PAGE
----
Billion dollar dark web crime lord calls for resign

A little more than one A week ago, an employee at a water treatment plant in Oldsmar, Florida noticed that the mouse on his screen was apparently starting to move on its own. Soon he was clicking through the controls, increasing the supply of lye into the water supply from 100 parts per million to 1,100 ppm, enough to cause serious damage to human tissue. Fortunately, the employee acted quickly to get back to normal levels. It’s still unclear who was behind this dramatic hack, and a sober reminder of how so many industrial systems remain at risk despite years of warnings.

Facebook also appears to have ignored warnings about the proliferation of Covid-19 scams on its platform; Researchers this week uncovered several scams they found on both the social media network and the Telegram messaging service.

Cyberpunk 2077 developer CD Projekt Red had previously been beaten by players frustrated with the Creeping game bugs and poor gameplay on older consoles. This week, he revealed that ransomware was recently added to his list of issues, as a group of hackers claimed to have stolen internal documents as well as the source code of their most popular games. CD Projekt Red has stated that it will not pay the ransom.

Microsoft finally fixed a vulnerability which was first introduced in its Windows Defender Antivirus – renamed Microsoft Defender last year – at least 12 years ago. A barcode scanner application has started offer adware to its millions of users after an update in December. And be sure to read the third part of 2034, the fictional tale of an upcoming war with China.

And there’s more! Every week, we collect all the news that we haven’t covered in depth. Click on the titles to read the full stories. And stay safe there.

Since 2014, if you’ve been looking for a credit card or stolen identity on the dark web – or until recently uncovered – the Joker’s Stash has been your one stop shop. According to analysis from blockchain analytics firm Elliptic, the operator of Joker’s Stash announced it would go out of business this month after taking what Elliptic sets at more than $ 1 billion in crypto currency during its run. (It’s unclear if JokerStash, the account that runs the Marketplace, is an individual or a group.)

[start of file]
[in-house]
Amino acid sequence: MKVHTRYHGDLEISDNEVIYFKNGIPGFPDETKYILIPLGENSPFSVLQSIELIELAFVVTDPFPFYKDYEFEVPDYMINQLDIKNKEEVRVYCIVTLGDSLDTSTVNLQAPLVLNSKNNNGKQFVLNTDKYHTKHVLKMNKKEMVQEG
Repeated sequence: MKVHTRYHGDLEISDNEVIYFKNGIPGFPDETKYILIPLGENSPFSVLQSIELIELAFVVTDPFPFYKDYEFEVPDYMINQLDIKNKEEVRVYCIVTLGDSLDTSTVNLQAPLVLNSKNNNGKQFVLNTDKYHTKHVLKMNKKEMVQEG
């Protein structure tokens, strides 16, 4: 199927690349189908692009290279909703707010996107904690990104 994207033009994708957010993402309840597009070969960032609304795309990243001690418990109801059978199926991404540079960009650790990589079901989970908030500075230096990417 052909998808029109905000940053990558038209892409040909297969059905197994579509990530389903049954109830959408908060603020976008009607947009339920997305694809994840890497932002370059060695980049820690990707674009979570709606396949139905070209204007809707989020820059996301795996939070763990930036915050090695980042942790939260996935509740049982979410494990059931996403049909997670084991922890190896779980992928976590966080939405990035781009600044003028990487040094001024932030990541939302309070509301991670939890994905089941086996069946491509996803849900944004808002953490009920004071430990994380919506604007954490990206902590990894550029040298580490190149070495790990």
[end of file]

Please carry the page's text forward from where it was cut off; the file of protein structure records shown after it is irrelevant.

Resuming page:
In October 2018, Bloomberg published “The Big Hack”,, an inflammatory tale of how China implanted tiny microchips on the motherboards of U.S.-based Supermicro to infiltrate dozens of companies, including Apple and Amazon. Everyone involved in this story offered loud denials, and outside security experts were very dubious. This week, Bloomberg returned with a new round of reports, including several types of law enforcement officially speaking about the allegations. But it still wasn’t enough to appease most skeptics.

Facebook insisted – especially COO Sheryl Sandberg – that most of the planning for the Capitol riots took place on platforms other than its own. Court documents refute this claim, Forbes found, with Facebook collecting far more referrals than any other social media site. Actual uses varied, with many suspected rioters using Facebook to live-stream the chaos, but it clearly played a bigger role in the events than it accepted.

Apple is continuing its privacy campaign, this time adding a feature to its Safari browser that sends all your traffic through its own proxy servers, effectively hiding your IP address from Google when you’re in safe browsing mode. This should not affect your practical experience or limit the effectiveness of Google’s protection function. It just gives Mountain View a small slice of data about your internet trip.

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